What if a team of researchers developed a strain of bacteria that could survive underground and feed on petroleum, thus rendering it useless as a fuel source? What if, in the interests of neutralizing part or all of the world’s petroleum supply, someone introduced this new bacterium into the vast underground deposits of petroleum in the Middle East, Africa, the Americas, and other oil-rich regions of the world?

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Tuesday, May 1, 2007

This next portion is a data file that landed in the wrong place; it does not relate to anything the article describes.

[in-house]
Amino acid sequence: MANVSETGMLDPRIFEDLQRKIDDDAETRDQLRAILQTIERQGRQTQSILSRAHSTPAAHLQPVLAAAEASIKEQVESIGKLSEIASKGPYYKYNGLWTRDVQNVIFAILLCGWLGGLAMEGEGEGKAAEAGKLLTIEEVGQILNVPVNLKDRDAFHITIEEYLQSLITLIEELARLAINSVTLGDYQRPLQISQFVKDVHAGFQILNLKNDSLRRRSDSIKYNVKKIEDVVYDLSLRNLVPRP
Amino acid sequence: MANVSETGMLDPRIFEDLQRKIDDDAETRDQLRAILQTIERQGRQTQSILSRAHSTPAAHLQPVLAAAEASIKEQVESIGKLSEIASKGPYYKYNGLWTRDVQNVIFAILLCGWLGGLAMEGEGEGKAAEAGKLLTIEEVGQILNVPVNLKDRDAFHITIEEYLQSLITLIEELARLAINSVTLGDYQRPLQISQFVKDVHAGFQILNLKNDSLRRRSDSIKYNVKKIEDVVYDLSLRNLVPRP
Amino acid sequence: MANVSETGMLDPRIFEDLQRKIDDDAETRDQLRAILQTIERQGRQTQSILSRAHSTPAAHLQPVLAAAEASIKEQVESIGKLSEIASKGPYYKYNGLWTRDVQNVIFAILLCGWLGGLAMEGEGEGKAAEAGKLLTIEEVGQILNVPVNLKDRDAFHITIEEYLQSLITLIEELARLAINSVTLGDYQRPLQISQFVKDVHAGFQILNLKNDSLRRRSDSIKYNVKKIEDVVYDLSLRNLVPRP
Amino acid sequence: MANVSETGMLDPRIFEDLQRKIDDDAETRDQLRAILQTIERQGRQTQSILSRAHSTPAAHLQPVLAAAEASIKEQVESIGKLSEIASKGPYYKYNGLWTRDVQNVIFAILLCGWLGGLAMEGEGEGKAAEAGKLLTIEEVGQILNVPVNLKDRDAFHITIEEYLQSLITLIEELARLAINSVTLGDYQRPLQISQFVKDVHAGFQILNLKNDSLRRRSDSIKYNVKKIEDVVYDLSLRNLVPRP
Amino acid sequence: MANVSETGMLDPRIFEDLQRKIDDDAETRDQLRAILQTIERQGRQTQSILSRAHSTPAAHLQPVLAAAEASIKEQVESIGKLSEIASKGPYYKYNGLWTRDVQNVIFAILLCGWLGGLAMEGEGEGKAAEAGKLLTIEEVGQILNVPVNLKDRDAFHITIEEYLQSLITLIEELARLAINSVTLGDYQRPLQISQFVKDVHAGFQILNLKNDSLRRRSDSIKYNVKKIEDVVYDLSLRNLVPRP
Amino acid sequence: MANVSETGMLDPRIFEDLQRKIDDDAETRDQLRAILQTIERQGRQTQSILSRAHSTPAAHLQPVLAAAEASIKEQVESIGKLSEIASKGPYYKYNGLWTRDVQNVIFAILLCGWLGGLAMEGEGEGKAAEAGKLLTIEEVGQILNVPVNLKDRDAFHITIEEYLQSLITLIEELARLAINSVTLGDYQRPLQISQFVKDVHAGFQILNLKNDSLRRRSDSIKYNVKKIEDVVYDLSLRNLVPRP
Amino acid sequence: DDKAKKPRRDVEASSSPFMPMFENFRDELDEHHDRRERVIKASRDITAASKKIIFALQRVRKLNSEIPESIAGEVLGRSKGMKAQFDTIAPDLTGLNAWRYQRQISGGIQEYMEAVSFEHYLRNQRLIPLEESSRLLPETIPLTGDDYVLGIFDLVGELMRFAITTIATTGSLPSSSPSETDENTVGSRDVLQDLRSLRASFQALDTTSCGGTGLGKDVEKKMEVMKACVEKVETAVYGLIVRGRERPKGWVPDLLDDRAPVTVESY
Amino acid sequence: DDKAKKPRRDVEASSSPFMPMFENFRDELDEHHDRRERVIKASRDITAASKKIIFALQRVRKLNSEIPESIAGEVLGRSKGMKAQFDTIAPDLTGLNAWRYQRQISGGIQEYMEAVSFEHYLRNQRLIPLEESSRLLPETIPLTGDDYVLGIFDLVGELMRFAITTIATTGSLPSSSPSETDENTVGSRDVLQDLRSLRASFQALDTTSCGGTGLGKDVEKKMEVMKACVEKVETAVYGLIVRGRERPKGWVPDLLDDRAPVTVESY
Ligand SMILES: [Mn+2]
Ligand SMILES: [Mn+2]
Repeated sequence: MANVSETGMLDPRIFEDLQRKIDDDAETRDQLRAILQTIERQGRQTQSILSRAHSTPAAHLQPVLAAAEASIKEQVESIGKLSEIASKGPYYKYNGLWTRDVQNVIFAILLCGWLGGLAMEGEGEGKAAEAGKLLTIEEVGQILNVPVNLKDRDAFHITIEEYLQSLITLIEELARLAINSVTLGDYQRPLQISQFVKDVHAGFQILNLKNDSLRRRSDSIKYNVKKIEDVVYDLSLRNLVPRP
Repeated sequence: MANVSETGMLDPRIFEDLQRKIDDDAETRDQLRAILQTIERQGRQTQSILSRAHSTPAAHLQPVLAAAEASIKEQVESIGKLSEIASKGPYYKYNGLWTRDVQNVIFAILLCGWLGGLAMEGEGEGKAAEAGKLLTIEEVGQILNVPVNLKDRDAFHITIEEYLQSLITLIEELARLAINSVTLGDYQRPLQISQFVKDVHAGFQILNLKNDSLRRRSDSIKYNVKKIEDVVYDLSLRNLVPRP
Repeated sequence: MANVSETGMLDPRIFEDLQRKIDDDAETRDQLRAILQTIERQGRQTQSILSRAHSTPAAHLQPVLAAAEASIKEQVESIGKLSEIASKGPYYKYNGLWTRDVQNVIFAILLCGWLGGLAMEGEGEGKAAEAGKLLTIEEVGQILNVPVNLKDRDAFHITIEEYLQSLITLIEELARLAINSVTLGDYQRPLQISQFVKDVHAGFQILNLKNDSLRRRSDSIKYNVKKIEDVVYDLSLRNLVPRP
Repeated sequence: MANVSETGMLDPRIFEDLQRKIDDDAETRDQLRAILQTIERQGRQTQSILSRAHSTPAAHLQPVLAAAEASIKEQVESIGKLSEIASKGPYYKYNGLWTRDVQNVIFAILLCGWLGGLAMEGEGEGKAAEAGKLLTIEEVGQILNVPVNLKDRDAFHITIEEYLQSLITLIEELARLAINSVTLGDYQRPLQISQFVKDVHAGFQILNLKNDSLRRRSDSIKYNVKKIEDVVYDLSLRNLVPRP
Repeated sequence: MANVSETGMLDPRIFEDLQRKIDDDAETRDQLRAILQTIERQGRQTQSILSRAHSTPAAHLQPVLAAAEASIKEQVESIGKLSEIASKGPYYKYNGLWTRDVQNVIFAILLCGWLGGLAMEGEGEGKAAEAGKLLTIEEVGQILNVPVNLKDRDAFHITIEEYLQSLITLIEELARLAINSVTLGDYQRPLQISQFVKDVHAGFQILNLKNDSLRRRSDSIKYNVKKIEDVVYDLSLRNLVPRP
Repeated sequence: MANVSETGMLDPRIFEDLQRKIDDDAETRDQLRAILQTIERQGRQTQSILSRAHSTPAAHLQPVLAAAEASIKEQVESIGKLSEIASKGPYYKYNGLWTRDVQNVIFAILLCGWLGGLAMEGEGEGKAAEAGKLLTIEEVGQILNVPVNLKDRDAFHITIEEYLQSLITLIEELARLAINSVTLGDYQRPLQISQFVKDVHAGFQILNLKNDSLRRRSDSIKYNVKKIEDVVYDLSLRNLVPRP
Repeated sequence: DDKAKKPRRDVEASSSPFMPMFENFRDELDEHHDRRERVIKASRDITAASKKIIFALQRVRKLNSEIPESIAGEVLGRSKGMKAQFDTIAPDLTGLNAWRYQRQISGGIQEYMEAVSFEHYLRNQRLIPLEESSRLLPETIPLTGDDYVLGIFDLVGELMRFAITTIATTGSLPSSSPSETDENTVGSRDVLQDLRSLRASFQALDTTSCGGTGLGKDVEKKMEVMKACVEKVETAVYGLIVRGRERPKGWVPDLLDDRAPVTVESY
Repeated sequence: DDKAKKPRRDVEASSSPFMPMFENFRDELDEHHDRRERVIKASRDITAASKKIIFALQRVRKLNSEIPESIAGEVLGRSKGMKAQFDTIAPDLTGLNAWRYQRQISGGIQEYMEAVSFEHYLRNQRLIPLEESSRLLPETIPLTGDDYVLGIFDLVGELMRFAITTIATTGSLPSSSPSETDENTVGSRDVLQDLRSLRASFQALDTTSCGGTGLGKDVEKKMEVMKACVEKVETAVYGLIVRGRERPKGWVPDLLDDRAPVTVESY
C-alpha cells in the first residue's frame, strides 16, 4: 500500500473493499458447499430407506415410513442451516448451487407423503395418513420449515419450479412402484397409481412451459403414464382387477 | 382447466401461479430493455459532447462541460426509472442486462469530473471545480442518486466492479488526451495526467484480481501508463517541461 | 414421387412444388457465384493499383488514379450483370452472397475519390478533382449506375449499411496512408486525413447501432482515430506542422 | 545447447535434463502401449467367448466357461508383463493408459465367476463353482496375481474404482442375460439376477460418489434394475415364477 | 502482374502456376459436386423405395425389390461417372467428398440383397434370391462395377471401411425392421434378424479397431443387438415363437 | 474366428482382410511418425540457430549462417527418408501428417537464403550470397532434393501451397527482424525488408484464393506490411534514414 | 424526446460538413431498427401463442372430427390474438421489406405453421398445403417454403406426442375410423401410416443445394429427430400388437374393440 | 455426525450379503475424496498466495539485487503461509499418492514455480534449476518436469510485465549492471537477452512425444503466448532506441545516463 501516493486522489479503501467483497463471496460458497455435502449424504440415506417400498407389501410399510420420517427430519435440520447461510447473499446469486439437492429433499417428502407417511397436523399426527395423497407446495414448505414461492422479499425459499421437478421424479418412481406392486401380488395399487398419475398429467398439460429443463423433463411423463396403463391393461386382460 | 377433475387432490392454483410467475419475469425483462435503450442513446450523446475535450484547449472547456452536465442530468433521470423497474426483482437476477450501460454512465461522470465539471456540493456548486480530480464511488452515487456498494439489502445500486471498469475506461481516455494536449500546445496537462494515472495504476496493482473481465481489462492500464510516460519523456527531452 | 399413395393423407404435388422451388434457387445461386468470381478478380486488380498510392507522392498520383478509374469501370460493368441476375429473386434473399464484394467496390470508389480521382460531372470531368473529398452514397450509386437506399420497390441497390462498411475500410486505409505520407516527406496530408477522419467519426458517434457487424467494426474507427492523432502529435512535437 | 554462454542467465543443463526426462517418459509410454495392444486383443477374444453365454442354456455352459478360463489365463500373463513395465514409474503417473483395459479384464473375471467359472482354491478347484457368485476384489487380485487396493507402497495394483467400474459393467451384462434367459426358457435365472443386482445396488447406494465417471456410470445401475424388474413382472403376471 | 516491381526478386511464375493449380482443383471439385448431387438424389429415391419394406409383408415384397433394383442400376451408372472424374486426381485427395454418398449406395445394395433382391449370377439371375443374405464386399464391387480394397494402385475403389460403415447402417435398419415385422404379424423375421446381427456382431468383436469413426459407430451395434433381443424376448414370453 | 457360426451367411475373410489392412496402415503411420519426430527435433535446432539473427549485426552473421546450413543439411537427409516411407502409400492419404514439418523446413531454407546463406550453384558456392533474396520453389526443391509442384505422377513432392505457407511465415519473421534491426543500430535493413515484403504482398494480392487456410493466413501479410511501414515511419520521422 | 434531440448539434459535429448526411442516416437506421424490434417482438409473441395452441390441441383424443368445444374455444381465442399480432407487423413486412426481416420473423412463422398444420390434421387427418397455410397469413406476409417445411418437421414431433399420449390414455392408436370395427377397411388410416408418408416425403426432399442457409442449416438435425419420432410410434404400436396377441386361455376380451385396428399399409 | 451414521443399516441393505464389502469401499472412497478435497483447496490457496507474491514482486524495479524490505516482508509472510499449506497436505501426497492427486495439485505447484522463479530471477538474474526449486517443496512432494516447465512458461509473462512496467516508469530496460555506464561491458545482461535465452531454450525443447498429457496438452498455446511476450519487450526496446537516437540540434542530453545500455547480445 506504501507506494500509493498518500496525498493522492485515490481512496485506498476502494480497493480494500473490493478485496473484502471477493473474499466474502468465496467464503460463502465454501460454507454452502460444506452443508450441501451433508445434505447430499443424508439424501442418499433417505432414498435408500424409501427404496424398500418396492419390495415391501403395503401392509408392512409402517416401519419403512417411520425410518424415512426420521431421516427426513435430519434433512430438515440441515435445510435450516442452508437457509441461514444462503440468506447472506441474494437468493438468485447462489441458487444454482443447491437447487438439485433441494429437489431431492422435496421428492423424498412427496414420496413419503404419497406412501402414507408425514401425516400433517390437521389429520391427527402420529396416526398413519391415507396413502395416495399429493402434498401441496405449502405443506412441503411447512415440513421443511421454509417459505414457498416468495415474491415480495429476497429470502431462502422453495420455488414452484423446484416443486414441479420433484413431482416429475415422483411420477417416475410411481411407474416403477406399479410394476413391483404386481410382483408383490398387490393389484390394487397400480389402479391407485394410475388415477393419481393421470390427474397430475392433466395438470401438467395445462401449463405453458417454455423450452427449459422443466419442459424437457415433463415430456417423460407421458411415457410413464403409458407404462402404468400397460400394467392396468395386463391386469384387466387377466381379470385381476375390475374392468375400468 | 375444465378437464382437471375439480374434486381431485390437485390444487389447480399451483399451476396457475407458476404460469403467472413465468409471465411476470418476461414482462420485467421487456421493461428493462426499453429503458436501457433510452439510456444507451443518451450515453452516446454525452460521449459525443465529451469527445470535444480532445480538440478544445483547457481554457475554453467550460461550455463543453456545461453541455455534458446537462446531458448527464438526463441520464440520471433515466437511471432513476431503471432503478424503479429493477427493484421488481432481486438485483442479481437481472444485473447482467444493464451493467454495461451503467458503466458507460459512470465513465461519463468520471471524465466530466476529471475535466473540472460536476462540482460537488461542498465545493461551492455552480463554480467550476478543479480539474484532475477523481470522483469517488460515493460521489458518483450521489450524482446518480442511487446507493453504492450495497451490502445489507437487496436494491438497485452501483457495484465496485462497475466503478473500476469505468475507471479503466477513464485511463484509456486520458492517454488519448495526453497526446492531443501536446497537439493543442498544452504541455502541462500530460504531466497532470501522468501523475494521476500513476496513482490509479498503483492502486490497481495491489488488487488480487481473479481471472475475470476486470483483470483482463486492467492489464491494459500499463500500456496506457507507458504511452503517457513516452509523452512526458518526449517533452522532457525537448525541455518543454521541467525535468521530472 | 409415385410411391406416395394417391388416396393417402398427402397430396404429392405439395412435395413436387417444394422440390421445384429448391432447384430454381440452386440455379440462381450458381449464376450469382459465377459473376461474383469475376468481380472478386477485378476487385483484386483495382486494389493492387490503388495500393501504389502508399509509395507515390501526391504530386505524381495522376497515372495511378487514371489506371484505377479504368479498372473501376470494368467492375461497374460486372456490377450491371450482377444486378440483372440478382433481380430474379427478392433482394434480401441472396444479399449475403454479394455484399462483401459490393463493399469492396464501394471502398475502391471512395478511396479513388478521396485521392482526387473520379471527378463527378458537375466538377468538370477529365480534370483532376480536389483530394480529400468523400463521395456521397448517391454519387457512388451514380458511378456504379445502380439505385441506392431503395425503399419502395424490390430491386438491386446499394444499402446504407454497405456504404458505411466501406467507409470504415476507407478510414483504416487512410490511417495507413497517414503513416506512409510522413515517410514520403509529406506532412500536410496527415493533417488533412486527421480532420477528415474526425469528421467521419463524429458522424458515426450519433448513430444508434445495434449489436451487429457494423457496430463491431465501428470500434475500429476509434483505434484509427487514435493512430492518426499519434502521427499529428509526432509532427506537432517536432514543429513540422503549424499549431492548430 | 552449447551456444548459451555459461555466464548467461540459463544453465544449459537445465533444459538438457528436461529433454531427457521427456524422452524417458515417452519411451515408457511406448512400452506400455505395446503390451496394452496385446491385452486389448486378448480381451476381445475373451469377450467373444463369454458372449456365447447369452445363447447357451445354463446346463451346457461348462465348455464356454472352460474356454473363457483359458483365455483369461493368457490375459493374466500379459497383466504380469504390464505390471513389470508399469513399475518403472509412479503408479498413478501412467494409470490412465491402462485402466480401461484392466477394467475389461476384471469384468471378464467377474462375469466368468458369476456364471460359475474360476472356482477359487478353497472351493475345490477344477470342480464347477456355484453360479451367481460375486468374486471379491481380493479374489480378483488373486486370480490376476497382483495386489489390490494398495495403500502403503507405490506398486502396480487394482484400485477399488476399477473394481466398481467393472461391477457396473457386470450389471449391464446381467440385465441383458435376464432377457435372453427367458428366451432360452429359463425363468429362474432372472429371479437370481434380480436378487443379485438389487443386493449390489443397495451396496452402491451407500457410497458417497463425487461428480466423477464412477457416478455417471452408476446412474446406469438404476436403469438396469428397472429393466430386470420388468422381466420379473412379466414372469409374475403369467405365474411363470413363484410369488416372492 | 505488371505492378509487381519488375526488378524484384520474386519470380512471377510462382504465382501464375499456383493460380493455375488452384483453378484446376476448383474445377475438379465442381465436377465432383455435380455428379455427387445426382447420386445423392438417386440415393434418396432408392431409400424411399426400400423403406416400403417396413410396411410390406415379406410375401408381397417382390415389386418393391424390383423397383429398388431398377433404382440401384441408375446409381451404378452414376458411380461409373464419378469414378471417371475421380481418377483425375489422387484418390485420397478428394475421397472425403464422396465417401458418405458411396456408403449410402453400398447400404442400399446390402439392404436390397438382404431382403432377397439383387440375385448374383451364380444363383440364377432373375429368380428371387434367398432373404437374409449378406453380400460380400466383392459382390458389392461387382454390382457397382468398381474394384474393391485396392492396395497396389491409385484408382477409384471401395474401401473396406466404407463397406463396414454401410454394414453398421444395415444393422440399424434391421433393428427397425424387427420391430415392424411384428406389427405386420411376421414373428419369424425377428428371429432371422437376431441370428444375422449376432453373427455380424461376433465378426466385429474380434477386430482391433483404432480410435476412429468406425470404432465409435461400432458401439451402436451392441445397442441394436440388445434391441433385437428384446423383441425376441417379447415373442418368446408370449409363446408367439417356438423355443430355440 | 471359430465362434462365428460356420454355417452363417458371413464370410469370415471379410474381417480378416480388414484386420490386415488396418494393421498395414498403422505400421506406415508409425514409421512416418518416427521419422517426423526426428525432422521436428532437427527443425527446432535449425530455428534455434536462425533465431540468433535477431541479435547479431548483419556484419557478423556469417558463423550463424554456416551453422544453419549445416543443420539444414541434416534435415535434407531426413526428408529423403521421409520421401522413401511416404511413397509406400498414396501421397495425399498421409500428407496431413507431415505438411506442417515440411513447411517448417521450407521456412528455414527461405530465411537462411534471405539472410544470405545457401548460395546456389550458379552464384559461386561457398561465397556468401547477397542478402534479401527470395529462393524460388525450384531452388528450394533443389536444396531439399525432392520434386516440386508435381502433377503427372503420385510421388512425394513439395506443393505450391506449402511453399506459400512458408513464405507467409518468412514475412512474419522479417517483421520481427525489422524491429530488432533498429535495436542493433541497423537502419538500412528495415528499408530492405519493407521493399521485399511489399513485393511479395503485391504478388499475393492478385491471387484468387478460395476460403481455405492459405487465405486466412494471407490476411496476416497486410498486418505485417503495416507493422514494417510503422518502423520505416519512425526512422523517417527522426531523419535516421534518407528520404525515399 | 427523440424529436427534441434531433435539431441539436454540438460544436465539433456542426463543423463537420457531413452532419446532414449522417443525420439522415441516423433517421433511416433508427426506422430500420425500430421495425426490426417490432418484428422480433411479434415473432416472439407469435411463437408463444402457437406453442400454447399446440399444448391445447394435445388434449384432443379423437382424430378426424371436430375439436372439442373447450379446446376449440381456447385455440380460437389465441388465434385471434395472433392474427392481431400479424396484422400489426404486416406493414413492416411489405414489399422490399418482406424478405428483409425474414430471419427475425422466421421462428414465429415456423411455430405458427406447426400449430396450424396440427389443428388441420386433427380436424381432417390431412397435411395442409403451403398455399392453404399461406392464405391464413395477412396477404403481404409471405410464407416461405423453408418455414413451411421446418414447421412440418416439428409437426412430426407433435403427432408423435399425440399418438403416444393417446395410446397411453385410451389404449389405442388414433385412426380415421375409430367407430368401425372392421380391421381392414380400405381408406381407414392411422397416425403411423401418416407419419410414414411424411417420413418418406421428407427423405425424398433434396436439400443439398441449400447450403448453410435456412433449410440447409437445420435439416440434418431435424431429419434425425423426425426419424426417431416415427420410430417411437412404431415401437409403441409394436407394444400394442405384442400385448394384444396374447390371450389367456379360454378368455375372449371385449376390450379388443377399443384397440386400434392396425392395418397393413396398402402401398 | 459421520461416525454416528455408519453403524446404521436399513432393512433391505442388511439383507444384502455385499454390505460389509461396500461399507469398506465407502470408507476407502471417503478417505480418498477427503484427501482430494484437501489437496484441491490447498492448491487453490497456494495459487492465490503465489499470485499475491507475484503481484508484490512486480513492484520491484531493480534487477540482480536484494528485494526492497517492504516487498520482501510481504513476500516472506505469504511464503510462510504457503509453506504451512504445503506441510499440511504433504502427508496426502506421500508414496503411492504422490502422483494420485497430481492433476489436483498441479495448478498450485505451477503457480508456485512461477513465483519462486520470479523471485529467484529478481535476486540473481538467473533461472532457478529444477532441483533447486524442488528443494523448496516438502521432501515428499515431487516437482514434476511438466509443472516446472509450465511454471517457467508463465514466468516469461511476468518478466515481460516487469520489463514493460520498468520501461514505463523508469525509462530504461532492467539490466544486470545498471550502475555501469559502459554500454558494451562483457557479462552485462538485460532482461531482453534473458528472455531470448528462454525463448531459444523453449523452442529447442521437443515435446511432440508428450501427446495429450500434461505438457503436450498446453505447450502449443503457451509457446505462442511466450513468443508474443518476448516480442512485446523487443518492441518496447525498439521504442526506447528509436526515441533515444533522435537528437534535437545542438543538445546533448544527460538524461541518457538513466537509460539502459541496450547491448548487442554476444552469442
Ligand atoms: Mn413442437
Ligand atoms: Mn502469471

post 7: "Stop, OK?"

What if there were a country so polite that all street and highway signs were framed as suggestions rather than commands? What if even those signs that were meant to communicate simple facts such as the distance to the nearest city or the presence of falling rocks or other road hazards hedged their declarations with tag-questions and words like "maybe" and "might" so as not to come off as too pushy? What if people from this country became so accustomed to the deferent style of their own street signs that they found themselves insulted, and sometimes even enraged, by the more direct and authoritative language of signs in other countries?

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Monday, April 30, 2007

post 6: news you can use